Hi there! My name is Nathan Fortner, and I’m glad you stopped by to read a few of my thoughts on the state of the world. A little about me first, though, so you might see where these peculiar ideas are coming from. I currently a Computer Support Analyst at a small health/tech firm based out of Philadelphia, Pennsylvania. I received a Bachelor of Arts with majors in Political Science and History in 2006 from the University of Tennessee, and a Master of Arts in Political Science from Villanova University in 2009, which is how I ended up in the Northeast. I originally hail from the great state of Tennessee, where my roots run 200 years deep. Needless to say, I still consider myself a Tennessean. I grew up in Lobelville, a town of 700 people in a county of 7,000, however I’ve thoroughly enjoyed myself up here in the Northeast US. I like to think that I have made the adjustment from living in a tiny southern hamlet to one of the largest metropolitan areas in North America without much of a problem.
My academic interests tend to center around international relations and military, conflict and intelligence studies, and I have an ongoing obsession with technology and the Internet. I spent two years as a student of Aerospace Engineering, until I realized I had reached the peak of my engineering career at the age of 20 after flying zero gravity research missions on NASA’s KC-135. I discovered shortly thereafter that actual engineering wasn’t what it was in the heyday of the great aviation designers, the 1930s to the 1960s, and I would most likely be confined to doing what I hated most if I continued: another faceless number cruncher punching data into MatLab programs in a darkened cubicle. I had been born 50 years too late to be the kind of engineer I wanted to be, the next Wernher von Braun or Kelly Johnson, seated behind a drawing board, slide rule in hand, creating the next groundbreaking design that would take humanity higher and faster.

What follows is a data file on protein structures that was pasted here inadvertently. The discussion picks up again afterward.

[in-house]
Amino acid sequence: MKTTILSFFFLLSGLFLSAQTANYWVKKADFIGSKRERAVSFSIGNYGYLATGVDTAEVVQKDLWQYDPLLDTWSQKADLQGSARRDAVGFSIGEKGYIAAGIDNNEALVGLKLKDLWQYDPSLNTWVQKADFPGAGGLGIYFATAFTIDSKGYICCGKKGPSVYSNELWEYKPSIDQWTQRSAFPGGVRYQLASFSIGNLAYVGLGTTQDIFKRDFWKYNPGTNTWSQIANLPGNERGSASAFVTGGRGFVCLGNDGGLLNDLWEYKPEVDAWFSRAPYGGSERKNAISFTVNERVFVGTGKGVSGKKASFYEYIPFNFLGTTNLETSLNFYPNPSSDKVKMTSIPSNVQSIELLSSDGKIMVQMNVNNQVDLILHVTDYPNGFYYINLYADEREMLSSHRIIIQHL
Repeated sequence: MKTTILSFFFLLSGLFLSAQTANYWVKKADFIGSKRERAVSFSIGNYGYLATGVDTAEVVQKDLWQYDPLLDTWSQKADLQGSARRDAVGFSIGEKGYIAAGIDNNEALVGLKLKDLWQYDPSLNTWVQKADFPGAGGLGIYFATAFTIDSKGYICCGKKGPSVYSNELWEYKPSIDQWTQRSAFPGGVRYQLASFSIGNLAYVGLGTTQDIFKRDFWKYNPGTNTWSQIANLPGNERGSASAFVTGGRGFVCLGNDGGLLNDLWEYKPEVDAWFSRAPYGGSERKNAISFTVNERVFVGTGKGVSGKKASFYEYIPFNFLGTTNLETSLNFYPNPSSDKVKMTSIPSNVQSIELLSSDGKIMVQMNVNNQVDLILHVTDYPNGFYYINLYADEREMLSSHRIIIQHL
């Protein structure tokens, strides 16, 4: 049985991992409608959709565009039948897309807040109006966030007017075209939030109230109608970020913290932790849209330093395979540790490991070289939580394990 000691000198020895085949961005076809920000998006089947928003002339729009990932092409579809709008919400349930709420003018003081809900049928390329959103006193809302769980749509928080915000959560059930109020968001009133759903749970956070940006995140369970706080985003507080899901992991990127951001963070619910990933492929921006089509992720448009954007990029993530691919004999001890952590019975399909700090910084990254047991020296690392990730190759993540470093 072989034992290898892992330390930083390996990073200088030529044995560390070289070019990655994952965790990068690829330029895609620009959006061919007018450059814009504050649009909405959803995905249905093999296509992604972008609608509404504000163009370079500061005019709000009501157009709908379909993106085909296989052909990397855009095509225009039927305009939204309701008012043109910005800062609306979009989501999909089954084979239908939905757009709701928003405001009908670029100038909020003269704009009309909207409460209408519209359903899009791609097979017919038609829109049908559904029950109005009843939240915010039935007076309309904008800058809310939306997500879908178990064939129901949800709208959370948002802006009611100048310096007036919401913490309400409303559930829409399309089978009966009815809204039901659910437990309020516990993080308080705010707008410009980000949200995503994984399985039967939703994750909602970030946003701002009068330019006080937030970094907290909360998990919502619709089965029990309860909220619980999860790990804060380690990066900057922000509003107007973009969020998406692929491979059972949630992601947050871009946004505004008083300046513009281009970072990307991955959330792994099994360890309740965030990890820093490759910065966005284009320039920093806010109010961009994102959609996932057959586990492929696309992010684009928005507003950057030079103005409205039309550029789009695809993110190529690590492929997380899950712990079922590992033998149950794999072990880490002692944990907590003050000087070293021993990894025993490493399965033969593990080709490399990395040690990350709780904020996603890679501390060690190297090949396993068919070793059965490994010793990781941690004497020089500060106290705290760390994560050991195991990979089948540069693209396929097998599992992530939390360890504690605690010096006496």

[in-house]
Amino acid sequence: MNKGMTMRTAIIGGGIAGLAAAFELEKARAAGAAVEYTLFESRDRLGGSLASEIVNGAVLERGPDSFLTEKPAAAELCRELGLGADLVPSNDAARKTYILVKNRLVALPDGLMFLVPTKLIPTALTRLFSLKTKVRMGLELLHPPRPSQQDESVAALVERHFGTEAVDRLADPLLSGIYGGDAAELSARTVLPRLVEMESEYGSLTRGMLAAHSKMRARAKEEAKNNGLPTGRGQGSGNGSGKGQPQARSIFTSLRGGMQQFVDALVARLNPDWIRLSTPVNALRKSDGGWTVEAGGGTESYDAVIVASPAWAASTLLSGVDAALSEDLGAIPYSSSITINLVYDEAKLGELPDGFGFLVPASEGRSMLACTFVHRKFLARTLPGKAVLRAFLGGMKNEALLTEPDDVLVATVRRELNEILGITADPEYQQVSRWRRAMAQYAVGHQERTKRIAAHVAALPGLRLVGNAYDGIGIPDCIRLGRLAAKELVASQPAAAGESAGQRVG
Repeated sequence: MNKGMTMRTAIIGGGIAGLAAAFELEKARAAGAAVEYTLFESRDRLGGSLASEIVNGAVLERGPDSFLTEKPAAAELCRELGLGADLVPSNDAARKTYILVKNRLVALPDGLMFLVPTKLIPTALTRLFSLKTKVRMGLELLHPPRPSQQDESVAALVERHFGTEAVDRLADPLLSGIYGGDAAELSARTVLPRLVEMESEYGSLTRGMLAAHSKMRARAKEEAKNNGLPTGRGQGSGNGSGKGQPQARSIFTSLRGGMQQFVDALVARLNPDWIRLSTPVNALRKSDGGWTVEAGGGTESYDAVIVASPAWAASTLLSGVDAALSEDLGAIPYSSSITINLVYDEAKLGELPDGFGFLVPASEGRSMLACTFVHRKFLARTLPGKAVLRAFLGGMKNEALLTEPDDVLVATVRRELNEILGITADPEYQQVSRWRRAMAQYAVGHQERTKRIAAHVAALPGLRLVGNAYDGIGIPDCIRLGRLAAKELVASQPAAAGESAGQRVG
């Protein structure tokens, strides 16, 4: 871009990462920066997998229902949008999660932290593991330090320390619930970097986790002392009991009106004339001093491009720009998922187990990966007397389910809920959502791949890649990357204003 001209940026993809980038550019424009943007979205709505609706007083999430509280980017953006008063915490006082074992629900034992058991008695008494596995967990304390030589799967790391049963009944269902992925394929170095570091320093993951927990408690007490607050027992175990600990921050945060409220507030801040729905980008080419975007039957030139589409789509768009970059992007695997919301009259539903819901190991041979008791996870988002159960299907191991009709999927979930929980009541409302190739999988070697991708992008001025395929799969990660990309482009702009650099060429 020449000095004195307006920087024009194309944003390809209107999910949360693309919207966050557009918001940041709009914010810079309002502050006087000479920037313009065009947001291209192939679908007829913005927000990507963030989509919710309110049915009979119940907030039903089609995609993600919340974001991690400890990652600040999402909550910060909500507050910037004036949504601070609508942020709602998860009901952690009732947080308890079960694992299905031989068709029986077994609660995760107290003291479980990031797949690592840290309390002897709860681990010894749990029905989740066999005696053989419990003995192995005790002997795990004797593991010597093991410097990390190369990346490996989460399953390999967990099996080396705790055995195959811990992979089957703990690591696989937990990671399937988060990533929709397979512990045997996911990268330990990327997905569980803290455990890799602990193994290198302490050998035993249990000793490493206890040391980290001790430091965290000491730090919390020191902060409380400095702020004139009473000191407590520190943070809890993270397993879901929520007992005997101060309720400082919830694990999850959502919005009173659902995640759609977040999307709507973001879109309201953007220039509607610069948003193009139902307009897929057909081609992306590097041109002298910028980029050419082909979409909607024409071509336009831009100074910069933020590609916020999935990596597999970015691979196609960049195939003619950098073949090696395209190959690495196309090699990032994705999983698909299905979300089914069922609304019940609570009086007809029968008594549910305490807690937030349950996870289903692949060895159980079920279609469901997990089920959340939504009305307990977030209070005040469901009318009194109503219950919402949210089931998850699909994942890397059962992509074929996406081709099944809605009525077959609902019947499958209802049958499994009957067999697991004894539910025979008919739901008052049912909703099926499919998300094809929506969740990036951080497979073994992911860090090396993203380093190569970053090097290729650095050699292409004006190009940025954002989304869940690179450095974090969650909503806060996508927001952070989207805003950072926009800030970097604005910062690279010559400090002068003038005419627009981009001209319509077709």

So I switched to my other love, politics and history, and I never looked back. I was fascinated with almost all of my courses, devouring the new ideas of philosophy I encountered in my political science classes and the sense of presence gained through my studies in history. I fulfilled my language requirement by studying German, a language I still am fascinated with today (and continue to butcher when speaking). I even had the opportunity to study abroad in Berlin. All things that would never have been possible had I continued on my original course. And in truth, the world has enough engineers. It needs more people with a classical liberal education, an education that makes you think deeply about the world around you instead of the just preparing you for a trade.
Politically, I consider myself an extreme moderate with a healthy realist streak, for lack of a better popular term. I realize that you can’t legislate away all of your problems or force others to your particular moral code with new rules, a concept people on both sides of the party lines seldom seem to understand.
I also like to take pictures, and some of my favorite photographs that I have taken over the years can be found at my Picasa page if you’re interested.
The first iteration of “Holding Down the Fort” came back in 2003, while I was still an undergraduate student at the University of Tennessee. It was a mildly successful mostly political blog that took off after arose regarding the UT administration that received some attention from the East Tennessee blogging community and media. Unfortunately, I allowed it to lapse as other things took my attention. It eventually disappeared as its original host, Blog City, decided to go to a pay model and I didn’t act quickly enough to retrieve my content. I lost a significant amount of (what I considered to be, at least) halfway decent content, which was disheartening. But oh well, out with the old, in with the new, right?
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